As someone who works from home, I often long for a distraction. And my go-to source is Facebook. I strive to employ discipline by not allowing myself a peek of my social media feed unless I’ve put in a certain amount of hours or written the top of a complicated story or finished several interviews. Since I have limited in person interaction with other humans during the day, it’s my social reward for getting through a particularly challenging stint of assignments. I don’t post frequently (though my family members would beg to differ.) Instead, I enjoy peering into the lives of my friends and family. As a journalist, I’m most comfortable in the role of observer. Now that it’s summer, I find myself scrolling through endless streams of vacation pics. As I sit at my desk, I mentally photo shop myself into the many beach scenes, wishing I was there. This got me thinking about what I call the “vacation poster,” those who are only heard from on Facebook while on vacation. Whether it’s a beach in Northern Michigan, a nature hike in the mountains or a more exotic trip to Europe, there’s no end to these photos. Silent the rest of the year, the vacation posters are eager to share their happy memories while those memories are being made. Some post daily as if to say repeatedly, “look at the wonderful vacation I’m having!” With much time and thought given to the daily postings, I wonder how much they’re able to experience that vacation in the moment. I have found myself guilty of this as well, especially with my children. I have been so preoccupied with capturing the scene in a photo and envisioning the wonderful Facebook post that will ensue that I missed the chance to embrace the experience as it was unfolding. To be sure, many of those who post are truly eager to share their vacation photos and their enthusiasm for their summer getaway with dear friends and family and Facebook is the most convenient venue to do so widely. But I also wonder if there’s a deeper psychological reason: an interest in conveying to the public, in typical social media style, that life is good, even if it always isn’t. The positive comments that invariably follow: “The family adventure looks amazing!” “What a terrific trip!” “You look beautiful!” are validating. A vacation isn’t truly great unless those who see the photos say it is. I’m sure there are plenty of people who head on vacation and don’t give Facebook a second thought. They may be more interested in enjoying the time in a fresh destination than having others reflect on it. Do they ultimately enjoy their vacation more than those consumed with posting about it? Of course, it’s impossible to know. My husband and I are heading to Paris in the fall to visit my daughter who will be studying there. It’s the first time we’ve been to Europe since before our children were born and I’m very excited. But I’m going to try very hard not to envision each photo as an opportunity for a Facebook post — even thought that’s tempting. I’ll find out if my travel abroad is more positive when it’s not viewed through the lens of social media. A future blog will reveal the impact of this social media restraint! Happy travels to all of you this summer.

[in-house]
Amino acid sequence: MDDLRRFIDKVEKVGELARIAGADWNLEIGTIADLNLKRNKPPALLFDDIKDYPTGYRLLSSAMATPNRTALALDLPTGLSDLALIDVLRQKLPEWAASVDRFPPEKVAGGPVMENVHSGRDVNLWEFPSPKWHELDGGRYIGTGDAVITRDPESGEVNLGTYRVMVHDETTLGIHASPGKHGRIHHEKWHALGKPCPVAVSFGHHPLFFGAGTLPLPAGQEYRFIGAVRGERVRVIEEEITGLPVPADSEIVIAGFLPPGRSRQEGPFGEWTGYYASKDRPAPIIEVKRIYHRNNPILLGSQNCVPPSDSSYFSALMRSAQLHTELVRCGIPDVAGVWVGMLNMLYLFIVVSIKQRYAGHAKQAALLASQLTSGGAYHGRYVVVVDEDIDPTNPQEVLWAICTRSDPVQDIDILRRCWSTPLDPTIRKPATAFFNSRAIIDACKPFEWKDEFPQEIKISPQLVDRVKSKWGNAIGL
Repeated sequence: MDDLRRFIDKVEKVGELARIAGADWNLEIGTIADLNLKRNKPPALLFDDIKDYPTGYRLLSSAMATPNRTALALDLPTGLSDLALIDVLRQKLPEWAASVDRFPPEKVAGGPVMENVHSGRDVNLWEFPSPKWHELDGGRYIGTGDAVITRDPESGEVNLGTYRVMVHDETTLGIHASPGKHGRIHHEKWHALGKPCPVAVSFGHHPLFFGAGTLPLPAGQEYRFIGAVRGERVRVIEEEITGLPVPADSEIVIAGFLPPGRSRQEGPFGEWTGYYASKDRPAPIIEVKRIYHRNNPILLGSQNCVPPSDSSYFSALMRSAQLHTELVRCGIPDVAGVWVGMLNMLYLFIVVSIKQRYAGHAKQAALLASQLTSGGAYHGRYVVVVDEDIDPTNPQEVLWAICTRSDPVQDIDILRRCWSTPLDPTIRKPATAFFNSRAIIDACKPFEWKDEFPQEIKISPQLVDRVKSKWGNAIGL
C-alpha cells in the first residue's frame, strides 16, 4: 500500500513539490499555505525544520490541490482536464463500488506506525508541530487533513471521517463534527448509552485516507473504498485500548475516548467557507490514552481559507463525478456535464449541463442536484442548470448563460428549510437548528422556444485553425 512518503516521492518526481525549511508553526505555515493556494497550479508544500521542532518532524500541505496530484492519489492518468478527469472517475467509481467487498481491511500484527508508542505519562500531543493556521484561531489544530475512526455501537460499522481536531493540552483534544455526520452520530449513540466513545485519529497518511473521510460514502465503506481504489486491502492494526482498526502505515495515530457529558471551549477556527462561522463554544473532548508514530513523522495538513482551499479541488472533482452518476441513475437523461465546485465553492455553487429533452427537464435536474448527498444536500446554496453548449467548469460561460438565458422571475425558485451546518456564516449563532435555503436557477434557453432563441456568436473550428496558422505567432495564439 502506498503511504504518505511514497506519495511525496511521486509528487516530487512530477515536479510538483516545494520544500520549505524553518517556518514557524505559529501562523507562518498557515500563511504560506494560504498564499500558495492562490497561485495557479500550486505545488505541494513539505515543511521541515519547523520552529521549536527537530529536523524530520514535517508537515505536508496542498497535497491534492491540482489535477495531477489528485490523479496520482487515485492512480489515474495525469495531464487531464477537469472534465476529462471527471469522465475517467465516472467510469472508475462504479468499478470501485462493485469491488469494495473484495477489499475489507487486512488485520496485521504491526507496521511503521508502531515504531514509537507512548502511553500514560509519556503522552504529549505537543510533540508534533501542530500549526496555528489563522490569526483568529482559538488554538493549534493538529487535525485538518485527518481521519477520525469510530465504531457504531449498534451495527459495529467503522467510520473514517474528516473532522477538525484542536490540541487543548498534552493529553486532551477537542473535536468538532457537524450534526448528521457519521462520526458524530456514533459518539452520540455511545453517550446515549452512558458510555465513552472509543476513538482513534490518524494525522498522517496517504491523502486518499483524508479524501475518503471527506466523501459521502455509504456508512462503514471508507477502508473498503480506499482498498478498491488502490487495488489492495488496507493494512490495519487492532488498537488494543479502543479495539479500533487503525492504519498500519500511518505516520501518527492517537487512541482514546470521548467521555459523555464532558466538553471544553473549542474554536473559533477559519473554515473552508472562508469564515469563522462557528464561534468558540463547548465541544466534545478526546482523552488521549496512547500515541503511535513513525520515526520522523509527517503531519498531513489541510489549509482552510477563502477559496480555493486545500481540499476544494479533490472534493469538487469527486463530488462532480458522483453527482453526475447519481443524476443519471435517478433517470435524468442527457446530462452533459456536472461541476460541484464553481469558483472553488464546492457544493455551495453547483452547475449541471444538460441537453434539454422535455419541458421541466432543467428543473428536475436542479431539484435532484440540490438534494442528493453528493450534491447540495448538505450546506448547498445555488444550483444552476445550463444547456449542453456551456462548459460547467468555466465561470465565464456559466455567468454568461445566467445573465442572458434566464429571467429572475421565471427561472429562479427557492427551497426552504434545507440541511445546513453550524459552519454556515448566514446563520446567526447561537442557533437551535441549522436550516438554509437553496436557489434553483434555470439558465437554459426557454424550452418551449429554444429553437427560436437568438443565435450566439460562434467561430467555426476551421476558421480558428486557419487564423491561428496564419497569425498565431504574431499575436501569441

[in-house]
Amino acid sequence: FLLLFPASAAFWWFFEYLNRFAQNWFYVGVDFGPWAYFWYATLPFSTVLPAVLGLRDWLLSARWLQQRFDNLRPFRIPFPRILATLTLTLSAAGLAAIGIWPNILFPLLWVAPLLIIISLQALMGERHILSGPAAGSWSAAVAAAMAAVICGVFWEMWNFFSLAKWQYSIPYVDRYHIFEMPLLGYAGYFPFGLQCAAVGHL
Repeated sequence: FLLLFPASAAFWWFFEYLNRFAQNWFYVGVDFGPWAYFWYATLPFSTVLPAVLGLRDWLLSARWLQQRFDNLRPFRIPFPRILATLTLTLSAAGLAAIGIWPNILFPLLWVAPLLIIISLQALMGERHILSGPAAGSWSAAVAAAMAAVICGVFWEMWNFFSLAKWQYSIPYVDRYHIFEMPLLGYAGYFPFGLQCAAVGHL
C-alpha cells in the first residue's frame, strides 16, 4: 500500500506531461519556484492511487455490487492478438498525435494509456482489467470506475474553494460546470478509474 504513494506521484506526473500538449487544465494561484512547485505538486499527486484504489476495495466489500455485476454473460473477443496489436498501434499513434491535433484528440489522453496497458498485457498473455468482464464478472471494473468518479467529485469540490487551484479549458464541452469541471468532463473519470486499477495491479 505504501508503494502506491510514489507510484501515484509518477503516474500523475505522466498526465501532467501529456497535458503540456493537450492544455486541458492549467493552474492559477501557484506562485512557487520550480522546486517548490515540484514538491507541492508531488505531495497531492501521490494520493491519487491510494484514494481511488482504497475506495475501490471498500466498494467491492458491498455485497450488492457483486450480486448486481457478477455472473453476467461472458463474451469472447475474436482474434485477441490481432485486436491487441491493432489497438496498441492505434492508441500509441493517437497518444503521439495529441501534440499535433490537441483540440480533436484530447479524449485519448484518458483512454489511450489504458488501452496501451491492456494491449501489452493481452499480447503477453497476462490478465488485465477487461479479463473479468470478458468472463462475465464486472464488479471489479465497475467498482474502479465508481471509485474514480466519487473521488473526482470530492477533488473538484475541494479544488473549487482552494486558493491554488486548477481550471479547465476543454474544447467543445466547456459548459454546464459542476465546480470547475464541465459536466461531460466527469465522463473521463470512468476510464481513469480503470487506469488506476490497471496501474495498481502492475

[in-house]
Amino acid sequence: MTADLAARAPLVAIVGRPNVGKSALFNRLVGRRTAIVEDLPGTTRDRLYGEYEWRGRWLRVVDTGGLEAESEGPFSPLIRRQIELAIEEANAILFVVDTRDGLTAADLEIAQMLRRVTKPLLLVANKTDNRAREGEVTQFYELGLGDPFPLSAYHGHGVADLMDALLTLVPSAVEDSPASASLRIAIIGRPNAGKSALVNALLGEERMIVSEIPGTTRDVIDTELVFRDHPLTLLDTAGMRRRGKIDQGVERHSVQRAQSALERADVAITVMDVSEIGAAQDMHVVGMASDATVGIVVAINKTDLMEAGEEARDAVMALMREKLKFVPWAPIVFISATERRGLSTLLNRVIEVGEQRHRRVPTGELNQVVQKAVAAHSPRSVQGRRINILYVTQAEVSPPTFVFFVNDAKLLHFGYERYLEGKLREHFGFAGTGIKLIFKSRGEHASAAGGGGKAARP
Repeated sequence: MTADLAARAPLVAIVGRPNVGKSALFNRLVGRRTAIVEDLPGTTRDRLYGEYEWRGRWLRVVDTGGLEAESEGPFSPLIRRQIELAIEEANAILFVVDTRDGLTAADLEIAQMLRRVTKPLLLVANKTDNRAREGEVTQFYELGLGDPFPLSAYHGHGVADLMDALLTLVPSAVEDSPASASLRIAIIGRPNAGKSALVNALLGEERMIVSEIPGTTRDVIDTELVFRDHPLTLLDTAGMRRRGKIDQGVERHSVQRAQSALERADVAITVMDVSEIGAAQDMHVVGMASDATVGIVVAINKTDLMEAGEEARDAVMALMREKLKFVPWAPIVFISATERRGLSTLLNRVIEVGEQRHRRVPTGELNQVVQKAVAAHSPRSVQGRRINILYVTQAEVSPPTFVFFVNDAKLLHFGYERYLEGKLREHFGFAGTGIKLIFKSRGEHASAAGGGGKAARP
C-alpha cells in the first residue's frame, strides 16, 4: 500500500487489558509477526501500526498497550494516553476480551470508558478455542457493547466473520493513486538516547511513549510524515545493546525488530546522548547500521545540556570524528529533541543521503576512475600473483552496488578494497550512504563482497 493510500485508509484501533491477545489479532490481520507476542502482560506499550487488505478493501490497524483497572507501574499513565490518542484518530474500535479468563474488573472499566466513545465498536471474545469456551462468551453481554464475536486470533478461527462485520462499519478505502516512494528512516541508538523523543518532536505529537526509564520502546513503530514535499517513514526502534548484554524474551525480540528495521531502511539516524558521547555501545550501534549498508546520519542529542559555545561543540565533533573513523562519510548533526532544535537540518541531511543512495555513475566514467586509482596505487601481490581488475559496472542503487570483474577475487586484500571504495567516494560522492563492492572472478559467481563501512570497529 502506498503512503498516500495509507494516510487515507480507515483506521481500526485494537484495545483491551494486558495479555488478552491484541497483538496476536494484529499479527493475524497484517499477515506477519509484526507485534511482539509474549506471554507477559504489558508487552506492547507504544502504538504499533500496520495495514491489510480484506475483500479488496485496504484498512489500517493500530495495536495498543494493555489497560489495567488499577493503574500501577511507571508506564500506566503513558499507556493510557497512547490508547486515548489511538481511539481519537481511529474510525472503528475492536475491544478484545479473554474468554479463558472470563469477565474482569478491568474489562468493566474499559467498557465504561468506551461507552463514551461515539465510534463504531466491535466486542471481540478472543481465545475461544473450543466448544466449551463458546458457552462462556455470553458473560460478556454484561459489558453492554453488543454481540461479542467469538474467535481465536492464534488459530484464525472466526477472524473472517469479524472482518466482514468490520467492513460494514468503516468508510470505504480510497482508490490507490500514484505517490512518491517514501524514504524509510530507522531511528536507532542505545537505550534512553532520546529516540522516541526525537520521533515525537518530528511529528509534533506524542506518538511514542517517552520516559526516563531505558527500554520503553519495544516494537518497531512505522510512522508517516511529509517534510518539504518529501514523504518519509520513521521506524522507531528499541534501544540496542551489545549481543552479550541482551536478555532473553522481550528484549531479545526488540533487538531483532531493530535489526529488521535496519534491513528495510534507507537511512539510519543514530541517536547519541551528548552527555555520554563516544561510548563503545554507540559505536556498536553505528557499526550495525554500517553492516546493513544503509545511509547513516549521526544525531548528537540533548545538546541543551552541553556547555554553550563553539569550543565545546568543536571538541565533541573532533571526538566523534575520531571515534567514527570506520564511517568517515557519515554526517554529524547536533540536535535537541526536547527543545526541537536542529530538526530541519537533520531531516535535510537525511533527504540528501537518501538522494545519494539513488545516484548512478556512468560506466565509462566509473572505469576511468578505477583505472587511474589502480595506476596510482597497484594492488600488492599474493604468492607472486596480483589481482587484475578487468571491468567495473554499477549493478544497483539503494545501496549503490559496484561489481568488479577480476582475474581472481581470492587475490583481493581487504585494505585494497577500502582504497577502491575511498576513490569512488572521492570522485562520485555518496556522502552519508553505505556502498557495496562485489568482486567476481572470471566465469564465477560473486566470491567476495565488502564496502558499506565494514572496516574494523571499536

Our former minivan, above, jam packed for its last college venture.
After donating my 14-year-old minivan last month, I found myself becoming overwhelmed with emotion. The depth of my reaction surprised me and I decided to explore my feelings and the reason for them in an essay. I don’t often have the time amidst my many freelancing assignments to write personal essays. And I’ve had limited success with the few I’ve tried to sell. So after writing it, I showed it to my husband. He’s become my go-to person to bounce ideas off of over the many years we’ve been married. He always has good instincts about how a piece might be received and he’s been incredibly supportive of my writing. He often weighs in with valuable advice on how to improve my articles. But this time, his response and candor surprised me. “It’s so cheesy and cliche,” he said. “I don’t think you should try to sell it.” I shed tears while writing this piece and the subject moved me. I thought other moms my age would be able to identify with it. I wasn’t yet ready to accept his answer, so I had a close friend read it. “I’m sitting here in tears,” she said after reading it. Not comfortable accepting just her answer, I sent it to my sister, who is brutally honest. “I loved it,” she said. Buoyed by their remarks, I sent it to a few publications. I bet my husband that others would feel the same and that I would get it published. Within a few days, Real Simple accepted the article. After I posted it on Facebook, comments began streaming in, with numerous people sharing their stories of their attachment to their very old cars. It seemed I was not the only person who grew to love their vehicle and was reluctant to let it go. Jubilant that I had won the bet (unfortunately we never solidified any terms, so satisfaction was my only reward,) I told my husband that it didn’t matter so much to me that he didn’t like the piece, since he was not my target audience. This would resonate mostly with women, especially those with older children. And, indeed, almost all of those who responded favorably to my Facebook post were female. Other women were the ones who grew sentimental over the vehicle as I did. I find this division along gender lines interesting. Is it because more women tend to drive their kids around in the family vehicle, therefore cementing more memories behind the wheel? Why would men not feel the same? Or would they just be more ashamed to admit getting weepy at the prospect of parting with the family van? I don’t know the answers. But as I pitch stories, I always consider the audience of the publication I’m targeting to run my piece. As a freelancer, you want to make sure your stories — especially personal essays — land in the hands of those who can most identify with the subject of your article. It’s a key way to market your pieces and increase your chances of selling them. I knew a magazine with mostly female readers would be the right target for this essay. I’m glad my instincts were right.